WASHINGTON, October 11, 2021 – The Organization for Economic Cooperation and Development on Friday finalized an agreement to levy a 15 percent tax rate on digital multinational businesses, like Amazon, Apple, Google, and Facebook, starting in 2023.
The ratification of the tax rate comes after years of negotiations and after individual countries have proposed their own tax systems to keep up with internet businesses that have long skirted the tax of laws of nations they operate in because they don’t necessarily have a physical connection inside those borders. The Liberal Party in Canada, for example, had proposed a 3 percent tax on revenues obtained inside the country, while Britain, France, Italy, and Spain had been contemplating digital sales taxes on their own.
The 15 percent tax rate has been signed by 136 member nations, all OECD and G20 countries, out of 140 states (Kenya, Nigeria, Sri Lanka, and Pakistan did not join) and finalizes a July political agreement to reform international tax rules. The United States had proposed the 15 percent global corporate tax rate earlier this year.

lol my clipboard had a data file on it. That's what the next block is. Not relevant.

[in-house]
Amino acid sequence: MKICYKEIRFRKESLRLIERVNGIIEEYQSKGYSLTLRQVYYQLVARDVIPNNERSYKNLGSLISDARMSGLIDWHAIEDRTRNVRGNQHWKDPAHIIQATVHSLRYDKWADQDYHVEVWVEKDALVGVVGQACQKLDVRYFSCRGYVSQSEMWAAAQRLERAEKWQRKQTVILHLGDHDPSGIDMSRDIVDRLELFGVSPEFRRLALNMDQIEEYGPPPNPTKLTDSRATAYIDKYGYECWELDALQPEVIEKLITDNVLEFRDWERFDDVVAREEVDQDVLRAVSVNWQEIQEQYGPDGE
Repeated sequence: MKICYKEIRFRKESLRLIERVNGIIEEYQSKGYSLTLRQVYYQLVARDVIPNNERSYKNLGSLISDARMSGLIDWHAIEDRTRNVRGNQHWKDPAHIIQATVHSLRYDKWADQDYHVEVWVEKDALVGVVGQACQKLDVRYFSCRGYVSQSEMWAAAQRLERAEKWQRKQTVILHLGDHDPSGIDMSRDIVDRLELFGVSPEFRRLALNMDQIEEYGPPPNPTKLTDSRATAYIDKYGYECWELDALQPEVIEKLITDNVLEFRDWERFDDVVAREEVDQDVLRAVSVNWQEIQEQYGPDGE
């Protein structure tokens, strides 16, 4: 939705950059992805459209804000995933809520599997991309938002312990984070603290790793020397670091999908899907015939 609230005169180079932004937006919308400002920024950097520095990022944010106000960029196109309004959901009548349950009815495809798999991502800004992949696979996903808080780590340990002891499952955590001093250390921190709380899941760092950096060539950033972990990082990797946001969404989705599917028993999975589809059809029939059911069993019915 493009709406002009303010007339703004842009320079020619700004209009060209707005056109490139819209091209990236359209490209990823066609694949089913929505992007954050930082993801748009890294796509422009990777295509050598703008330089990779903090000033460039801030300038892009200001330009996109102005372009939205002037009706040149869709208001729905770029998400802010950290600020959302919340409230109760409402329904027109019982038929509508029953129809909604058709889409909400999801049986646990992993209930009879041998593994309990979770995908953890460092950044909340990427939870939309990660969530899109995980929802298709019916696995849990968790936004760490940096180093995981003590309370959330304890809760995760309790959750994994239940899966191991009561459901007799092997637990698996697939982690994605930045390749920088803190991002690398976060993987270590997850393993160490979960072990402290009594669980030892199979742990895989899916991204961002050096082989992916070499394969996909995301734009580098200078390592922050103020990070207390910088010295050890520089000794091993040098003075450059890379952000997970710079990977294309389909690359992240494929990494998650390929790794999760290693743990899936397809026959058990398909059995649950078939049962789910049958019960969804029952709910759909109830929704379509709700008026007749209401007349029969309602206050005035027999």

Hungary and Ireland, the latter of which is a corporate tax haven for companies like Apple and Google, were two of the last holdouts. Hungary agreed to join Friday after they were guaranteed a ten-year rollout period for the regulation, and Ireland agreed Thursday after guarantees that the rate would not be subsequently increased.
The new tax rate is expected to generate US $150 billion annually for the countries involved and targets companies with revenues of over 750 million Euros. “The global minimum tax agreement does not seek to eliminate tax competition, but puts multilaterally agreed limitations on it,” the OECD said, adding the tax will not only stabilize the international tax system but also provide companies with more certainty as to their obligations.
The regulation would be the first foundational cross-border corporate tax rate regulatory change in over a century. Some are skeptical of President Joe Biden’s and Congress’s ability to ratify the agreement. The OECD hopes to sign a multilateral convention by 2022 and implement the reform by 2023.
The final agreement will be delivered to the G20 finance ministers meeting in Washington D.C. on Wednesday, then it will be charted off to the G20 Leaders’ Summit in Rome at the end of this month, according to a OECD press release.
The United States was in a bit of a defensive pattern under former President Donald Trump, after the country made tariff threats if the European nations, particularly France, decided to tax its big homegrown corporations.
French Finance Minister Bruno Le Maire said that the agreement, “opens the path to a true fiscal revolution.” US Treasury Secretary Janet Yellen said that the OECD has “decided to end the race to the bottom on corporate taxation,” referring to the practice of attracting large companies to headquarter in one’s country through purposefully incentivized lower tax rates.